The Student News Site of Tarrant County College

The Collegian

The Student News Site of Tarrant County College

The Collegian

The Student News Site of Tarrant County College

The Collegian

Campus opening delayed by issues for TCC district

By Susan Tallant/editor-in-chief

Opening the downtown campus by spring of 2010 may no longer be a reality, the board of trustees learned at a meeting last week.

The latest delay, one of many roadblocks since the project began, may delay construction and increase cost to rise above the $297.5 million price tag.

“ When we began planning the downtown campus, there was no reason for anyone to assume we would encounter any significant regulatory approval issues from any local, regional, state or federal agency that would cause us concern,” David Wells, vice chancellor for operations and planning services, said in a Sept. 17 memo.

Wells said since Hurricane Katrina, the Corps has rededicated itself to restoring its record of excellence and has issued new, more stringent guidance.

“ Because construction of the new campus requires modification to a federally authorized and constructed flood control project, the Corps must review and approve all activities that will potentially affect the project and those levees and appurtenant works,” he said.

Wells said during the process of coordination with the Corps, it became clear that several difficult and significant technical issues must be identified and resolved before the Corps would permit construction to go forward on the work that touches the federal flood control project.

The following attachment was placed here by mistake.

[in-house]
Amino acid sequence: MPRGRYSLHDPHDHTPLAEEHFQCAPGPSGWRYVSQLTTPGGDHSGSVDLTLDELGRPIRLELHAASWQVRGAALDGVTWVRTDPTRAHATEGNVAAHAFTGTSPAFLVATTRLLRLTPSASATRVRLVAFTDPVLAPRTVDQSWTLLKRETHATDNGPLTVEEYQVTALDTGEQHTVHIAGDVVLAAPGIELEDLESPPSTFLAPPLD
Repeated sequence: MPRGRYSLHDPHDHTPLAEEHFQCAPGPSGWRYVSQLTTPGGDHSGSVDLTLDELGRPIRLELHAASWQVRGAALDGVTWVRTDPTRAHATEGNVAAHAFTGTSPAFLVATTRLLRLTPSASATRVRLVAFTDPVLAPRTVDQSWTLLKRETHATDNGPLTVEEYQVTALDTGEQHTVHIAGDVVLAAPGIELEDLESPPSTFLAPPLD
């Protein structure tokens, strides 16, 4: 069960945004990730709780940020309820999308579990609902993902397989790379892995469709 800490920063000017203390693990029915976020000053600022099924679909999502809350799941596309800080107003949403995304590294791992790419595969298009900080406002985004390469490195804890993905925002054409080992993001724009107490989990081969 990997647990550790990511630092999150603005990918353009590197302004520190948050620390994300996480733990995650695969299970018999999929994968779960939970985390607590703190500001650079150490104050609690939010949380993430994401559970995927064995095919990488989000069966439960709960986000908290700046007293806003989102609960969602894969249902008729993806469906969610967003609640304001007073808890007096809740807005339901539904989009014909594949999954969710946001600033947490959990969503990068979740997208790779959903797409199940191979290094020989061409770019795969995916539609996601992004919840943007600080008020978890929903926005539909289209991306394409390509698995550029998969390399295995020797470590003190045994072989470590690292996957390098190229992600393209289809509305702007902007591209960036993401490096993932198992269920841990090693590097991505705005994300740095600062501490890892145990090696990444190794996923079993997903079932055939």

“ Identification and resolution of these issues is taking longer than had been anticipated at almost every step of the way,” he said.

Louise Appleman, vice president of the TCC board, said construction and architect crews seem optimistic in spite of the setbacks.

“ Every time we finish one requirement, they lay out another,” she said. “It would be such a nightmare if we couldn’t fulfill our plans.”

Gene Rice, project manager with the Corps of Engineers, said the guidelines were in place years ago and are not a result of Hurricane Katrina.

“ Modifying a federal project is a just a long process and is not something that can be done overnight or in a few days,” he said.

Rice said there are two aspects to the project—the engineering and technical side and the federal clearance side requiring a detailed statement for the National Environmental Policy Act.

“ The environmental assessment takes a little longer than the technical,” he said.

NEPA involvement, initiated this summer, could not have been introduced any earlier because project construction was not far enough into the process, Rice said.

According to NEPA’s Web site, federal agencies are required to combine environmental values into the decision-making process by considering the environmental impacts of proposed actions and reasonable alternatives to the actions. To meet this requirement, federal agencies prepare a detailed statement known as an Environmental Impact Statement.

“ If there is any good news to come out of this, it is that we are much closer to resolution on the engineering, geo-technical and hydrology solutions than we were earlier this year and much further along in the process of getting to final submittal for the Corps application,” Wells said.

The environmental study requires a 60-day public comment period, beginning with a hearing Tuesday, Oct. 9, 6-9 p.m. at the Rose Marine Theater, 1440 N. Main St.

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